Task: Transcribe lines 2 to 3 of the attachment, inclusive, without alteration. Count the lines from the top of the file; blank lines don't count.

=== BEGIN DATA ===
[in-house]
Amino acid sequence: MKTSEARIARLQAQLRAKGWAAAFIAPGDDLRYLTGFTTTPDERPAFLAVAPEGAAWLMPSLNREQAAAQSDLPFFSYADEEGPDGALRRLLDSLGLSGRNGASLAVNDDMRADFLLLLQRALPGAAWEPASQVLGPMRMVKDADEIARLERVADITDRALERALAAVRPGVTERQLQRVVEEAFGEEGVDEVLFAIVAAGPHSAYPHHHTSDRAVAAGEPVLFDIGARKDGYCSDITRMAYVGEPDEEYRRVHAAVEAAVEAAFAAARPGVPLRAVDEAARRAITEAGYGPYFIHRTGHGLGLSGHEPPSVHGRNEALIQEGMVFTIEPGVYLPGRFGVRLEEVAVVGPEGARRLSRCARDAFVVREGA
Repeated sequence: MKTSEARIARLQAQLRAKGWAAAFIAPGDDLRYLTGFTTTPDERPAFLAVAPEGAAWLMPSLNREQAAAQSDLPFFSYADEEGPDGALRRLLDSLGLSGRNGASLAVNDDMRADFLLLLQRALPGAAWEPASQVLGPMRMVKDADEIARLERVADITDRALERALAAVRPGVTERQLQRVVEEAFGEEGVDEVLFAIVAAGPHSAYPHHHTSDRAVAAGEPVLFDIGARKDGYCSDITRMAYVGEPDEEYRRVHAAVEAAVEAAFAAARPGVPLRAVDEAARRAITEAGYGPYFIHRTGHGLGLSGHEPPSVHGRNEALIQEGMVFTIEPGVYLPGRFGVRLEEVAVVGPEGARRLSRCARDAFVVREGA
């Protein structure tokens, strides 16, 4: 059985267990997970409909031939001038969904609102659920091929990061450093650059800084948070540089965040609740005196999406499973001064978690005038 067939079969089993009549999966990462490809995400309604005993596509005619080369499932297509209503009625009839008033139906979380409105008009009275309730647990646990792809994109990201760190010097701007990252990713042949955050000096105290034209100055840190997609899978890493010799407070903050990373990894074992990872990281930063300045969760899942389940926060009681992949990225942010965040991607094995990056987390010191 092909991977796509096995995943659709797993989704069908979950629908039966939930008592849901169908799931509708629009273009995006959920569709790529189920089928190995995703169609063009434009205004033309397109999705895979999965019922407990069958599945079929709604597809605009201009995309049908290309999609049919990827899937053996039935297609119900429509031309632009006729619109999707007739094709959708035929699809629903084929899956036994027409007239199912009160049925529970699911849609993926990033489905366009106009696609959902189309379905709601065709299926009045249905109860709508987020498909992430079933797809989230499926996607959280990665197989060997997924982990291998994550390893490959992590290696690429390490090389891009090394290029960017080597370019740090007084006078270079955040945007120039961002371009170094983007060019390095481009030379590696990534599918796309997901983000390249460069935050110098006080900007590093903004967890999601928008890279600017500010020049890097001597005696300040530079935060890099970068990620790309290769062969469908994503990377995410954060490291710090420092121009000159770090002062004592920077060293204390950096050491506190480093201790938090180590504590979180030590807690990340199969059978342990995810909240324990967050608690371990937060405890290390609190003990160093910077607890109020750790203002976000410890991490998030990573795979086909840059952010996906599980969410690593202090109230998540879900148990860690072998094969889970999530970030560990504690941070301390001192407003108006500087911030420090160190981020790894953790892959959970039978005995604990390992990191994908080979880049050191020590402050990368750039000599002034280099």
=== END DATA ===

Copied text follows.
Amino acid sequence: MKTSEARIARLQAQLRAKGWAAAFIAPGDDLRYLTGFTTTPDERPAFLAVAPEGAAWLMPSLNREQAAAQSDLPFFSYADEEGPDGALRRLLDSLGLSGRNGASLAVNDDMRADFLLLLQRALPGAAWEPASQVLGPMRMVKDADEIARLERVADITDRALERALAAVRPGVTERQLQRVVEEAFGEEGVDEVLFAIVAAGPHSAYPHHHTSDRAVAAGEPVLFDIGARKDGYCSDITRMAYVGEPDEEYRRVHAAVEAAVEAAFAAARPGVPLRAVDEAARRAITEAGYGPYFIHRTGHGLGLSGHEPPSVHGRNEALIQEGMVFTIEPGVYLPGRFGVRLEEVAVVGPEGARRLSRCARDAFVVREGA
Repeated sequence: MKTSEARIARLQAQLRAKGWAAAFIAPGDDLRYLTGFTTTPDERPAFLAVAPEGAAWLMPSLNREQAAAQSDLPFFSYADEEGPDGALRRLLDSLGLSGRNGASLAVNDDMRADFLLLLQRALPGAAWEPASQVLGPMRMVKDADEIARLERVADITDRALERALAAVRPGVTERQLQRVVEEAFGEEGVDEVLFAIVAAGPHSAYPHHHTSDRAVAAGEPVLFDIGARKDGYCSDITRMAYVGEPDEEYRRVHAAVEAAVEAAFAAARPGVPLRAVDEAARRAITEAGYGPYFIHRTGHGLGLSGHEPPSVHGRNEALIQEGMVFTIEPGVYLPGRFGVRLEEVAVVGPEGARRLSRCARDAFVVREGA